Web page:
What We Know about Our Mother’s Complicated Relationship with Water

Nonfiction by Susan Dugan

1. Never learned to swim. 

The youngest of seven children who grew up on a dairy farm in upstate, New York, mom either did not take to swimming or was never given or intentionally dodged instruction. Nonetheless she regularly visited a frigid swimming hole on days so muggy they sucked the brains right out of your head with her older, aquatically able siblings. Our grandmother had no objection to mom accompanying the brood across rural Route 190, the neighbors’ cornfields teaming with tics, on sweltering summer afternoons. To frolic in the dammed [also known as “damned” for the spirits of unbaptized-at-Saint Peter’s-Catholic Church-newborns who had perished frequently in the 1800-to-early-1900s; presumably paddling their tiny blue hands and feet among the pike in a murky Limbo] pond although she expressly forbid mom from ice skating there in the winter [see number 2].

2. Fell through the ice.

After defying her mother’s meager wishes and accompanying the aforementioned siblings on a skating expedition in early spring as the maples began bleeding their sweet sap, mom subsequently ignored her older brother Bernard’s edicts to immediately vacate the pond’s surface due to telltale cracks. She nearly drowned and froze to death after being rescued by Bernard with sibling backup and ultimately lost an eardrum to Scarlett Fever, compromising her hearing for life and preventing her forevermore from immersing her face and ears in bodies of water large and small.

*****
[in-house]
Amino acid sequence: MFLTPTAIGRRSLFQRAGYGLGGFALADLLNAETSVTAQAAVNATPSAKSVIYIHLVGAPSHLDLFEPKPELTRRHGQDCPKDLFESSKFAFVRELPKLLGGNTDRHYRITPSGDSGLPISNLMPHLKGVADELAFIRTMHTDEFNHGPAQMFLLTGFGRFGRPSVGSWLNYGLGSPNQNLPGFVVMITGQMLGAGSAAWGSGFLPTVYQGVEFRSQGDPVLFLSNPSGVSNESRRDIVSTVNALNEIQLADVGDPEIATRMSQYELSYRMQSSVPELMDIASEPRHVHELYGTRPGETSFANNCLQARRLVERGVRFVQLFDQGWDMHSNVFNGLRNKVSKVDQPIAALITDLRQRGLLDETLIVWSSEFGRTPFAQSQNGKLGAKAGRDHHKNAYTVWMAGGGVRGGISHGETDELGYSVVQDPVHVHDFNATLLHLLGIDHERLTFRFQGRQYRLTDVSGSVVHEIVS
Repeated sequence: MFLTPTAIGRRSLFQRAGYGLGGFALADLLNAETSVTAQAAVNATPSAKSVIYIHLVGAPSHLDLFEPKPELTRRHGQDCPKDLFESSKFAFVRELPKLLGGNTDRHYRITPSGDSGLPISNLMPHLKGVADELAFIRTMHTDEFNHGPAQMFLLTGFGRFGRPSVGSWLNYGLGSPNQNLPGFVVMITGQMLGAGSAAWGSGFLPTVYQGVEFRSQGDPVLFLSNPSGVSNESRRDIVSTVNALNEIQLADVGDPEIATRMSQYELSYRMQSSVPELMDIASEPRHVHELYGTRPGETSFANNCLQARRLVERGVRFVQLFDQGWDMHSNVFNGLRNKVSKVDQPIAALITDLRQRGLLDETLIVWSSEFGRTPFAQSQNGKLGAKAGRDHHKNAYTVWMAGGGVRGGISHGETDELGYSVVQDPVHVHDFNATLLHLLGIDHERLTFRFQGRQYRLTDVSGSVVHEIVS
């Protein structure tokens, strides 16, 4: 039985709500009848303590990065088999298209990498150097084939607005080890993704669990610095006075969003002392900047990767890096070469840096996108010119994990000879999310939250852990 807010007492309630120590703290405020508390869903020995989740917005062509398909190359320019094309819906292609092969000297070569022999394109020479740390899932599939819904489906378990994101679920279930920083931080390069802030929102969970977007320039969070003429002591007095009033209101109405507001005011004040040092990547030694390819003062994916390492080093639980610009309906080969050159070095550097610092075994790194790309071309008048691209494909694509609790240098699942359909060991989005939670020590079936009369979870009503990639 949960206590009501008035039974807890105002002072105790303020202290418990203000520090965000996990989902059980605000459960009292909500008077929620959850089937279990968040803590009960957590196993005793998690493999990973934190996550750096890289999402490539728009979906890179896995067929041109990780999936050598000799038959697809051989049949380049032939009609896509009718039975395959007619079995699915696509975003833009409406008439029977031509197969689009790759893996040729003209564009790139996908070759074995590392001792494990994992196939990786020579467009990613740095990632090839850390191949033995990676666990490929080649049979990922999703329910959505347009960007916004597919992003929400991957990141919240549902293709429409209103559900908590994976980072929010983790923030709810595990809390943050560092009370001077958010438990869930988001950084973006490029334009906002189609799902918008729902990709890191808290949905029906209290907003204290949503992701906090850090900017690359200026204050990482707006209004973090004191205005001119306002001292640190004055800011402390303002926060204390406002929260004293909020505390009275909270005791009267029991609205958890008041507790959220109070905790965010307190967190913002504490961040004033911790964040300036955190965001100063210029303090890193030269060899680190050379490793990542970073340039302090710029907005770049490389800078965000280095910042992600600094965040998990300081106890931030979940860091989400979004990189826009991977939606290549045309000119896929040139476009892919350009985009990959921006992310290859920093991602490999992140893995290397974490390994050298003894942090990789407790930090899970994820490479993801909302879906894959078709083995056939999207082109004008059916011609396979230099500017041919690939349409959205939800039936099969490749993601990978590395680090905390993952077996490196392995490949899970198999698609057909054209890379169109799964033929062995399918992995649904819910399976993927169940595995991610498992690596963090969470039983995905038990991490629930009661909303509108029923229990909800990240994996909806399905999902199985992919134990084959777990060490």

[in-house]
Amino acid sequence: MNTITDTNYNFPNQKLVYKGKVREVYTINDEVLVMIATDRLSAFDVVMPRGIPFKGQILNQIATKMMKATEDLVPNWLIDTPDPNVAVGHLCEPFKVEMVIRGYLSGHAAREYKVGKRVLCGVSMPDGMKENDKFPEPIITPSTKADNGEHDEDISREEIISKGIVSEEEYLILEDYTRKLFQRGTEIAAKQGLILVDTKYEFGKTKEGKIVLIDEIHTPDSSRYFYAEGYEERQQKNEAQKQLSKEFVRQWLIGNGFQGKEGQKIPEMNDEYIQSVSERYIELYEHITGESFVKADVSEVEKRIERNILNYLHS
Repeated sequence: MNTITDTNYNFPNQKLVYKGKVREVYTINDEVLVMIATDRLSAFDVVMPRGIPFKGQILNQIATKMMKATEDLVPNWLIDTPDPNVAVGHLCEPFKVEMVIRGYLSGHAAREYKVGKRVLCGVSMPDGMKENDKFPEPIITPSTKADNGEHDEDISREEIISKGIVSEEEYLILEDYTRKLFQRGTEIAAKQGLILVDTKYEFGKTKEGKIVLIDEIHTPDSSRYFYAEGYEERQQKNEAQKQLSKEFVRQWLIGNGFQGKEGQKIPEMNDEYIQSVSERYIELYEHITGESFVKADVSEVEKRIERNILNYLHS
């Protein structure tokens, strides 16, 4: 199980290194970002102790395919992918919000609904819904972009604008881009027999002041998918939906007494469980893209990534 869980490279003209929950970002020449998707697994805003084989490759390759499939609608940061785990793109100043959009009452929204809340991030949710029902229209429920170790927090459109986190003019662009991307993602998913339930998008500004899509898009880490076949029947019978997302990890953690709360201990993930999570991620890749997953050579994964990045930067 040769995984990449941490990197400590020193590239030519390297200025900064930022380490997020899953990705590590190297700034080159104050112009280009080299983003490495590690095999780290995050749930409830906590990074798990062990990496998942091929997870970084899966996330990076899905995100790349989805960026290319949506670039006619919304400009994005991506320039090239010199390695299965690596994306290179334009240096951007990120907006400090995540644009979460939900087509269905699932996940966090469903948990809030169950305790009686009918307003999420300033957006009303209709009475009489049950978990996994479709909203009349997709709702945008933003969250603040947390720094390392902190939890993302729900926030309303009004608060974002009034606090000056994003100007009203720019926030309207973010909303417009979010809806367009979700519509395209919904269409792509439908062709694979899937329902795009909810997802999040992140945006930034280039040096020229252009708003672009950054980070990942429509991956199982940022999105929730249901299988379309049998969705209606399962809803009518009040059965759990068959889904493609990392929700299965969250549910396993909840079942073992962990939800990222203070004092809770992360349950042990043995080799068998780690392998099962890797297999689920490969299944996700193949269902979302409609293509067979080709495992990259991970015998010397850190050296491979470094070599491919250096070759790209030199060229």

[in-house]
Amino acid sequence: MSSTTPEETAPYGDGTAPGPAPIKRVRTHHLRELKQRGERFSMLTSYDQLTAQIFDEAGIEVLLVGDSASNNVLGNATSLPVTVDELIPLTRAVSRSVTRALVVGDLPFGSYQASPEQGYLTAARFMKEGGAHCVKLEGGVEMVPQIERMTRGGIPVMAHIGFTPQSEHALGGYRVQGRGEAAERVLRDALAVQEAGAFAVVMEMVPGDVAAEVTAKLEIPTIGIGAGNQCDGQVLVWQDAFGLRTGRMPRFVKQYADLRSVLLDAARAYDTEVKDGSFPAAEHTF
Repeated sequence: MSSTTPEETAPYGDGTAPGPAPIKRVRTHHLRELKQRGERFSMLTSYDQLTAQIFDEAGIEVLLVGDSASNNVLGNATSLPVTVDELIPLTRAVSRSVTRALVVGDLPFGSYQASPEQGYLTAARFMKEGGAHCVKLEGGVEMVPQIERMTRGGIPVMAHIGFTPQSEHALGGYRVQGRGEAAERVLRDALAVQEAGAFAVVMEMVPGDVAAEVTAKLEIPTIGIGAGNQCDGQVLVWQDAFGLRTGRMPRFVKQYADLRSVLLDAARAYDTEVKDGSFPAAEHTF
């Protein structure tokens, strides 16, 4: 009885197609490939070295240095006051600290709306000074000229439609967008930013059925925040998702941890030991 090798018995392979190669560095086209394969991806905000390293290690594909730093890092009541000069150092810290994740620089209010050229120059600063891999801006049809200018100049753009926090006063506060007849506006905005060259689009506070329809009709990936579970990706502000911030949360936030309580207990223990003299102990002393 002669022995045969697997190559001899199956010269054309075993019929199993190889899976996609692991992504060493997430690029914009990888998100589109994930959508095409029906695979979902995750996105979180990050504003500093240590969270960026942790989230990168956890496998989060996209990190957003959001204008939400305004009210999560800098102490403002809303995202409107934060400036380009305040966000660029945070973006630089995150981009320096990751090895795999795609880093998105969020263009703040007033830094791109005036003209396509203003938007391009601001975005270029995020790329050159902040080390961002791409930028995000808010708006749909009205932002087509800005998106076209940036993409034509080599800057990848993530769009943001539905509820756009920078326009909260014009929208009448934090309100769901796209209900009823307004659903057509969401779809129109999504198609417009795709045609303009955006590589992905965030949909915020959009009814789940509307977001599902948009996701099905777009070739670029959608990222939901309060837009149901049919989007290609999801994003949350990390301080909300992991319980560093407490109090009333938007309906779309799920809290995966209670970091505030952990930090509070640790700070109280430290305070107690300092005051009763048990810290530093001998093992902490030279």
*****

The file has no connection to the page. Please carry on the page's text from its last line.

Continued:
3. Terrified of the union of water and fire. 

Convinced that we were all just treading water, so to speak, when it came to the inevitability of the diabolical marriage of lightening and water conspiring to kill us, Mom instructed us to unplug the toaster, the percolator, the television at the first clap of thunderstorms approaching like Revolutionary War soldiers risen from their graves above the river. “To hang up the God-damn phone” lest the bolts blaze a path down its curly coils through the handset directly into the unsecured portals of our tender ears. To close all windows to prevent the admittedly slim but nonetheless possible chance of sideways entry – I know! Oh, and, above all, never to run water but instead; drop to our scabbed and scrawny knees to pray and try – for once in our sorry lives – to sound sincere. 

Published 21st June, 2023.

Susan Dugan lives in Denver, Colorado, and writes everything from newspaper and magazine articles to ad copy, marketing brochures and radio scripts, as well as fiction, essays, and poetry. Her short fiction, creative nonfiction, and poetry has appeared in literary magazines including eclectica, JMWW, Carve, Amarillo Bay, The Saint Ann's Review, RiverSedge, The River Oak Review, The Esthetic Apostle, Sad Girls Club, and House Journal.

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